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Part of the hype for the 100th anniversary of the founding of the National Hockey League involves the release of what has been described as the “Top 100 Players” in NHL history. The list, to be revealed  on January 27 as part of the All-Star weekend, will have some all-time greats – Orr, Gretzky, Howe, Lemieux, Richard, Hull, Hull, Plante and…..

Those and the other 92 on that top 100 list will be profiled.

So, here we want to remember some who may have just missed being on the list or should have been included.

We can only guess what a challenge it was for the selection panel to arrive at their list.

A first group of the top 100, those from the pre-1967 period (first 50 years), was released at the Centennial Classic outdoor game on January 1 in Toronto. But we here don’t want other worthy names to be overlooked. We will periodically be describing their careers and honoring them here:

Auriel Joliet:

Aurèle Émile “Mighty Atom, Little Giant” Joliat (August 29, 1901 in Ottawa, Ontario – June 2, 1986 in Ottawa, Ontario) was a  left winger who played 16 seasons for the Montreal Canadiens. He was one of hockey’s first stars.

Joliat began his organized hockey career in 1916, playing for several Canadian amateur teams in Ottawa and Iroquois Falls, Ontario. In 1922, however, Joliat was awarded to the Montreal Canadiens in compensation for the Saskatoon Sheiks of the Western Canada Hockey League signing aging superstar Newsy Lalonde. At first, the deal of an unknown for the greatest player in the game was wildly unpopular with Habs fans, but the “Little Giant” proved an immediate success on the ice. The following season, Joliat helped the Canadiens to the Stanley Cup in 1924 over the WCHL’s Calgary Tigers. He helped the Canadiens win two more cups in 1930 and 1931.

Joliat proved noteworthy as a two-way forward, particularly for the ability to counterattack after a breakup. Despite his lack of size—at 5′7″ and 136 lbs, Joliat was one of the smallest players in the game—he was also notable for a refusal to back off from on-ice confrontations.

His breakout season was 1925, when teamed with Howie Morenz and Billy Boucher, Joliat scored 29 goals to lead the NHL, and his 41 points would be a career high. He would remain an impact scorer for the Habs through the 1938 season, and retired the following year, reportedly devastated by Morenz’s recent death.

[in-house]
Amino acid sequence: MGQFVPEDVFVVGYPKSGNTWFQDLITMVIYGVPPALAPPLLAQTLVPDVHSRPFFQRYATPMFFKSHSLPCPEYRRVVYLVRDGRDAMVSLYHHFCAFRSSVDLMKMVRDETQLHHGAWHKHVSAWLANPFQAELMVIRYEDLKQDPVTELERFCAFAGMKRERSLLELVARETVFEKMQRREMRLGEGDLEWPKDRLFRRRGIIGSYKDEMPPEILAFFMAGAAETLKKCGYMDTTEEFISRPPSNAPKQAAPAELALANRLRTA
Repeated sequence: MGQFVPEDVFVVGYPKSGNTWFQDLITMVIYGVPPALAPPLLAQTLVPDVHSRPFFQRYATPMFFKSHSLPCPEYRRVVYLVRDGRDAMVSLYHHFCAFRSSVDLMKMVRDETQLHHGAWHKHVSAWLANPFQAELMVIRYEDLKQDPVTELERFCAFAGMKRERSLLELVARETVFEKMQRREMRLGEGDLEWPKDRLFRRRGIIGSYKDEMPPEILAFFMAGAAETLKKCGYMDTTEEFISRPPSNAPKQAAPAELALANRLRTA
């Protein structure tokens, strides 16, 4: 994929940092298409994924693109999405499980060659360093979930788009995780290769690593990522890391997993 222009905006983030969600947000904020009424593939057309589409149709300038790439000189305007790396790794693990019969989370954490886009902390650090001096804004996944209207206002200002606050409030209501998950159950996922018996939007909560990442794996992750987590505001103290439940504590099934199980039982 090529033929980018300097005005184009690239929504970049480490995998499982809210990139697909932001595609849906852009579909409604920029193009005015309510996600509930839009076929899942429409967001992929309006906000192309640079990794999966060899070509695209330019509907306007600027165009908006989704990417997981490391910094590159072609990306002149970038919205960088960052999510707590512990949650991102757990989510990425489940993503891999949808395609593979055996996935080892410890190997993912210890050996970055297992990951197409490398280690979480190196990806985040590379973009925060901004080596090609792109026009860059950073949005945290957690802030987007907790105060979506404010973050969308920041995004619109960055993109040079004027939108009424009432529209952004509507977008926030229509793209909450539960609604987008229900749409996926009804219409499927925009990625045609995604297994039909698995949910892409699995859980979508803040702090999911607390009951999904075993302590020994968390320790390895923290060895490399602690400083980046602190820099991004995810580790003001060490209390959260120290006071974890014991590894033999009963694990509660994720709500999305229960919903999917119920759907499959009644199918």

Joliat finished his career with 270 goals and 460 points in 655 games.

He was inducted into the Hockey Hall of Fame in 1947. In 1985, Joliat skated around the Montreal Forum to a huge ovation as a “special treat” for the fans. Despite falling twice, he quickly stood up and finished his skate, the trademark black cap he wore back in his playing days held in his hand.

Joliat continued to skate along Ottawa’s Rideau Canal well into his 80s and died at the age of 84 in 1986; after seeing his beloved Canadiens win their 23rd Stanley Cup earlier that year and was buried in Notre Dame Cemetery in Ottawa, Ontario.

More about Joliat: At the time of his retirement, Joliat was third, behind Nels Stewart and his teammate Howie Morenz, for goals scored in NHL history to that date…..Ranked 65th on The Hockey News list of the 100 greatest NHL players of all time….Named to the inaugural NHL First All-Star Team at left wing in 1931….Named a Second Team All-Star in 1932, 1934 and 1935…Won the Hart Memorial Trophy as the NHL’s Most Valuable Player in 1934….Despite playing in an era where seasons totaled no more than 48 games, Joliat remains in ninth place all-time on the Canadiens’ career goal-scoring list and second among left wingers to Steve Shutt….Named to the 75th Anniversary All-Time Team by the Canadiens in 1984….His number 4 jersey was “co-retired” in 1984, having been previously retired in Jean Béliveau’s honour.

 

 

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